For a time the other parts of the closed down monastery served as a hotel and a stage coach station. In the year 1867, after the execution of Emperor Maximilian, a man named General Florencio Antillón became the governor of the State of Guanajuato. He was a loyal native son, a hero of the army, and last but not least an associate of President Benito Juárez. On the 3rd of August, 1872 it was he who announced that a new theatre was to be built on the site of the old monastery and that it would be a theatre of the first class and serve as a “proof of civilization”. The first stone was laid on may 5th, 1873. The theatre as he envisioned it is not the same edifice that we see today. The first architect was a man named José Noriega who was an associate of General Antillón and collaborated with him on several projects including in that same year the construction in nearby Marfil of the Church of Santa Maria de la Asuncion. This church has a definite gothic look to it and features a clock tower that looks more like a belvedere than a tower and contains a clock made in Germany. Noriega also designed another theatre called the Teatro de la Paz in San Luis Potosí. In 1877 Governor Antillón was unseated by followers of President Porfirio Diaz Mori and the Teatro Juárez project languished until 1891 when it was revamped by an architect named Antonio Rivas Mercado, who by the way, was also the architect who designed the famous Column of Independence in Mexico City. By this time during the Diaz Administration money for opulent public works was flowing like water and the Teatro Juárez final design reflects it.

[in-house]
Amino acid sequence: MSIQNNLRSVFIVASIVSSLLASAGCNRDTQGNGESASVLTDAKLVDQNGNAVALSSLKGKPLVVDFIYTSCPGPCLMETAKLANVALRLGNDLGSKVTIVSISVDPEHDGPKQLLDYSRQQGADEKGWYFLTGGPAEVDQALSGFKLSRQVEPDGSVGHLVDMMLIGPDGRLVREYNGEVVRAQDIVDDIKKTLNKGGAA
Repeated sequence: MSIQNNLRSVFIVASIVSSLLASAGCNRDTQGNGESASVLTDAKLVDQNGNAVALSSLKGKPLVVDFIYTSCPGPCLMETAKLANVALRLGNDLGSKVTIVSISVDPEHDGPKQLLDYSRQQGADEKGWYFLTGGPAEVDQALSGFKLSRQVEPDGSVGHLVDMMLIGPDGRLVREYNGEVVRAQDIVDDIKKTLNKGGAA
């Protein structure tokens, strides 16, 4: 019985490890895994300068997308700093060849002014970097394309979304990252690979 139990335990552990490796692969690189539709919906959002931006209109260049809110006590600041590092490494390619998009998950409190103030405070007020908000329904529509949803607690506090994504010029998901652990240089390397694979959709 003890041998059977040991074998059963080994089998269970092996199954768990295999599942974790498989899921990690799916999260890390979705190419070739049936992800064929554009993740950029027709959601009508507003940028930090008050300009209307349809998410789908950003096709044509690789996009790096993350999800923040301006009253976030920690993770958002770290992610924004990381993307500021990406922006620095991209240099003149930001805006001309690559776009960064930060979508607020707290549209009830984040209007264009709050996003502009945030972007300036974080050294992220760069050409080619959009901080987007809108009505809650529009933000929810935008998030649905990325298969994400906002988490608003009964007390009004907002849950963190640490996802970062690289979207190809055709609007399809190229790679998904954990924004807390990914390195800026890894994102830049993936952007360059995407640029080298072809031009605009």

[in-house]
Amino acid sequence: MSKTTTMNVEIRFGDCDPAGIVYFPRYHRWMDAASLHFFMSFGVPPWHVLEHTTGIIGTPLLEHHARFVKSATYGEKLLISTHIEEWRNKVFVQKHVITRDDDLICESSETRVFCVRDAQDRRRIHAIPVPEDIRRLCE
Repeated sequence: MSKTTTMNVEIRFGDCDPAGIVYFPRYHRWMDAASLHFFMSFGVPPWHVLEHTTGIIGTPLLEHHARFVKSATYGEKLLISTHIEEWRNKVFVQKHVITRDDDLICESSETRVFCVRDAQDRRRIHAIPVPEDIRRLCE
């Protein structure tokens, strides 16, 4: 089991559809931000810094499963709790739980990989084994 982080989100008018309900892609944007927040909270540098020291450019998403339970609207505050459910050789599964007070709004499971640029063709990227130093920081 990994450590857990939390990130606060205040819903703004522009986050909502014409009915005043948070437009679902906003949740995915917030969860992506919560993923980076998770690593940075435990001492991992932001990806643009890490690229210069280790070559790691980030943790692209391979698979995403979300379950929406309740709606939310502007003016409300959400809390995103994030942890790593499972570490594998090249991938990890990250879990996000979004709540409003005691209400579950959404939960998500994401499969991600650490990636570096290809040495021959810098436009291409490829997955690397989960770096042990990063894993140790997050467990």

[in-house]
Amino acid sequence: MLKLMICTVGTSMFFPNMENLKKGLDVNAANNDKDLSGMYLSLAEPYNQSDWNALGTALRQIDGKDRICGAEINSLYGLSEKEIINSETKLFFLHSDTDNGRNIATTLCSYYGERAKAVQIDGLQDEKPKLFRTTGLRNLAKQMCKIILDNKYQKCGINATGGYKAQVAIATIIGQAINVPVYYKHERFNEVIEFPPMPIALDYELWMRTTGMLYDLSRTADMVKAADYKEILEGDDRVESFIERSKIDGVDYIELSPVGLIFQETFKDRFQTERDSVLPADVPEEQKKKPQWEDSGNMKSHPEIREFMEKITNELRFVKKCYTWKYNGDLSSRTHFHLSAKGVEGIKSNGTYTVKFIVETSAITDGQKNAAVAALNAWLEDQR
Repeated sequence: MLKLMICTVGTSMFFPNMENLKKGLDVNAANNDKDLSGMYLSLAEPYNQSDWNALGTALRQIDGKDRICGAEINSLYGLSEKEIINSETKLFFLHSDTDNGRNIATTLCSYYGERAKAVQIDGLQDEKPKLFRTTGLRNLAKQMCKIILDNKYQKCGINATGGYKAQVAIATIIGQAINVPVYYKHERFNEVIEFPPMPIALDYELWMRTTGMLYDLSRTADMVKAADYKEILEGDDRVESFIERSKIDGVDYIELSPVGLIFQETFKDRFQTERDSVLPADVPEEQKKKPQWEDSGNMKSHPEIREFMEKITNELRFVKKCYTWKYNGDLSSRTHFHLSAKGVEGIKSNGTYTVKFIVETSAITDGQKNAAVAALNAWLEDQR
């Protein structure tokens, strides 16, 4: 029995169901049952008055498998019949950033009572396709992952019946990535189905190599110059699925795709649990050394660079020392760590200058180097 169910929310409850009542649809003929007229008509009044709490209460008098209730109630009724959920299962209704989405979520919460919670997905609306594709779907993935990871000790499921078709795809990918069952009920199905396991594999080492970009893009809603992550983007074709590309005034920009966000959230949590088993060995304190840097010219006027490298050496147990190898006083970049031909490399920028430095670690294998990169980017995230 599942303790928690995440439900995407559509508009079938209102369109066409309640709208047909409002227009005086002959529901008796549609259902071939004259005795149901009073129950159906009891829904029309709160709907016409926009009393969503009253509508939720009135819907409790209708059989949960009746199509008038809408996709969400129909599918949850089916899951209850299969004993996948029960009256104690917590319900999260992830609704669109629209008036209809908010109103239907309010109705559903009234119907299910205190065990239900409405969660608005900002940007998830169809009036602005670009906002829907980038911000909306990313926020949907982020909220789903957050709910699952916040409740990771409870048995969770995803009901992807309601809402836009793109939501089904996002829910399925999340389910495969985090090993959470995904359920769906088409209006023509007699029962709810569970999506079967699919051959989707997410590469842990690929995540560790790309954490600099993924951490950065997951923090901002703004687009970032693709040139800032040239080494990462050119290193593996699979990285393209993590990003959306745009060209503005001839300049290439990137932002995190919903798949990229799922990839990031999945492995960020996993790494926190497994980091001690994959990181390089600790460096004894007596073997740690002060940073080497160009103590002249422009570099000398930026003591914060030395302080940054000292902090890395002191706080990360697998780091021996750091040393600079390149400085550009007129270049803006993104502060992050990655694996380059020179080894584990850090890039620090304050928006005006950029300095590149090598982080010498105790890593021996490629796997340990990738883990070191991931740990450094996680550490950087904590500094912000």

Teatro Juárez
Diagram showing the relationship between the Church of San Pedro Alcantará, the Convento San Diego Alcalá and the Capilla Tecer Orden, and the Teatro Juárez. Drawing composite by Bob Mrotek 2005.

It is curious to note that the theatre is just about the same size as the church beside it and not only that but the theatre is shaped like the church with an apse, or rounded end at the back. It has no transept, however. A transept is the part of a church that is perpendicular to the nave and forms the arm of a cross when looking down at the floor plan from above. You might say that one was a church built for God and the other a church built for Mammon. When the workers began the foundation for the theatre they stumbled across the original foundation level of the old monastery from 1679 and came up shouting, “Hey, there is a little Pompey down here”. Portions of the old monastery still exist below the street level between the church and the theatre and can be seen today. One of the items pictured with this article is the old well that can also be located in the composite drawing of the monastery perimeter. It is in the center of the square of dots just to the left of the nave of the church. The theatre was more or less completed in 1897 but wasn’t inaugurated until the 27th of October, 1903 when none other than Porfirio Diaz himself came to watch the opening performance of Giuseppe Verdi’s Aida in a theatre named for Diaz’s greatest political rival. That is quite an irony. He could have just as easily had the theatre named after himself, or maybe he thought that it would be one day anyway.

Teatro Juárez